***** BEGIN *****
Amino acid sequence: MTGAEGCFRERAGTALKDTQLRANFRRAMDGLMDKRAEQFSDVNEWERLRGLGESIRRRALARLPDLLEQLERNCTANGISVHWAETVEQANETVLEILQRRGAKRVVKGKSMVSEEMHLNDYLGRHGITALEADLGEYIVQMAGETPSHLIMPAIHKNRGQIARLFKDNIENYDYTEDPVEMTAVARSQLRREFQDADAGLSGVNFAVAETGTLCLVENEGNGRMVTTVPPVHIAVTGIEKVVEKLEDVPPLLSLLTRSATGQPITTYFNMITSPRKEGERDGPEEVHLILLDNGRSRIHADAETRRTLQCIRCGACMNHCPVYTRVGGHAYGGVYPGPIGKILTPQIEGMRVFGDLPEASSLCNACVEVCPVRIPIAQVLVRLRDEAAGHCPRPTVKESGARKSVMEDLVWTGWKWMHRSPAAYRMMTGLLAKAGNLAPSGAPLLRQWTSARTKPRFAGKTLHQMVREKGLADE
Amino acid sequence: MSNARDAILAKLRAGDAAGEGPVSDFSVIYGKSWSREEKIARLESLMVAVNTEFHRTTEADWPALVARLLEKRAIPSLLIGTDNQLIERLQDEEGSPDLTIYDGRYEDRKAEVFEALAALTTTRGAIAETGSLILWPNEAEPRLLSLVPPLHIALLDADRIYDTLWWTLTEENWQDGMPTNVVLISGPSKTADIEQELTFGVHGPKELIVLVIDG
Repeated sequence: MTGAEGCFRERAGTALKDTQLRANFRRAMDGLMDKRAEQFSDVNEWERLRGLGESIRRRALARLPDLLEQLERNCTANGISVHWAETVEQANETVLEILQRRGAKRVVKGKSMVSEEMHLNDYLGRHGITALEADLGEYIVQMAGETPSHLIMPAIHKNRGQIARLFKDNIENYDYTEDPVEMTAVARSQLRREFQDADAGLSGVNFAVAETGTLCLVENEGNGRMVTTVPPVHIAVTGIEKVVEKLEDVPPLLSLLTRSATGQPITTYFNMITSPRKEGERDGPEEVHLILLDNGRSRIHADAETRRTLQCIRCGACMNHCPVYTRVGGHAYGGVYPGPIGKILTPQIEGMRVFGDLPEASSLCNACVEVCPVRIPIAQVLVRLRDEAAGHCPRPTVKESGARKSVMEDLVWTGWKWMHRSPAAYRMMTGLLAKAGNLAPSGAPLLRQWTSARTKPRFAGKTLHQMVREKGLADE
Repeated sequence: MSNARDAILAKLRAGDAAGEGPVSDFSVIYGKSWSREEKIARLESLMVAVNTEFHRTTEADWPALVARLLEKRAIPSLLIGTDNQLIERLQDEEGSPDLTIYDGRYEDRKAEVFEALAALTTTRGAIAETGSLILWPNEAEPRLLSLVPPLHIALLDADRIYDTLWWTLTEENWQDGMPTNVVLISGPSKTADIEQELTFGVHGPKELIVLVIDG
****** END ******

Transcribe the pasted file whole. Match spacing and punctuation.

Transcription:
Amino acid sequence: MTGAEGCFRERAGTALKDTQLRANFRRAMDGLMDKRAEQFSDVNEWERLRGLGESIRRRALARLPDLLEQLERNCTANGISVHWAETVEQANETVLEILQRRGAKRVVKGKSMVSEEMHLNDYLGRHGITALEADLGEYIVQMAGETPSHLIMPAIHKNRGQIARLFKDNIENYDYTEDPVEMTAVARSQLRREFQDADAGLSGVNFAVAETGTLCLVENEGNGRMVTTVPPVHIAVTGIEKVVEKLEDVPPLLSLLTRSATGQPITTYFNMITSPRKEGERDGPEEVHLILLDNGRSRIHADAETRRTLQCIRCGACMNHCPVYTRVGGHAYGGVYPGPIGKILTPQIEGMRVFGDLPEASSLCNACVEVCPVRIPIAQVLVRLRDEAAGHCPRPTVKESGARKSVMEDLVWTGWKWMHRSPAAYRMMTGLLAKAGNLAPSGAPLLRQWTSARTKPRFAGKTLHQMVREKGLADE
Amino acid sequence: MSNARDAILAKLRAGDAAGEGPVSDFSVIYGKSWSREEKIARLESLMVAVNTEFHRTTEADWPALVARLLEKRAIPSLLIGTDNQLIERLQDEEGSPDLTIYDGRYEDRKAEVFEALAALTTTRGAIAETGSLILWPNEAEPRLLSLVPPLHIALLDADRIYDTLWWTLTEENWQDGMPTNVVLISGPSKTADIEQELTFGVHGPKELIVLVIDG
Repeated sequence: MTGAEGCFRERAGTALKDTQLRANFRRAMDGLMDKRAEQFSDVNEWERLRGLGESIRRRALARLPDLLEQLERNCTANGISVHWAETVEQANETVLEILQRRGAKRVVKGKSMVSEEMHLNDYLGRHGITALEADLGEYIVQMAGETPSHLIMPAIHKNRGQIARLFKDNIENYDYTEDPVEMTAVARSQLRREFQDADAGLSGVNFAVAETGTLCLVENEGNGRMVTTVPPVHIAVTGIEKVVEKLEDVPPLLSLLTRSATGQPITTYFNMITSPRKEGERDGPEEVHLILLDNGRSRIHADAETRRTLQCIRCGACMNHCPVYTRVGGHAYGGVYPGPIGKILTPQIEGMRVFGDLPEASSLCNACVEVCPVRIPIAQVLVRLRDEAAGHCPRPTVKESGARKSVMEDLVWTGWKWMHRSPAAYRMMTGLLAKAGNLAPSGAPLLRQWTSARTKPRFAGKTLHQMVREKGLADE
Repeated sequence: MSNARDAILAKLRAGDAAGEGPVSDFSVIYGKSWSREEKIARLESLMVAVNTEFHRTTEADWPALVARLLEKRAIPSLLIGTDNQLIERLQDEEGSPDLTIYDGRYEDRKAEVFEALAALTTTRGAIAETGSLILWPNEAEPRLLSLVPPLHIALLDADRIYDTLWWTLTEENWQDGMPTNVVLISGPSKTADIEQELTFGVHGPKELIVLVIDG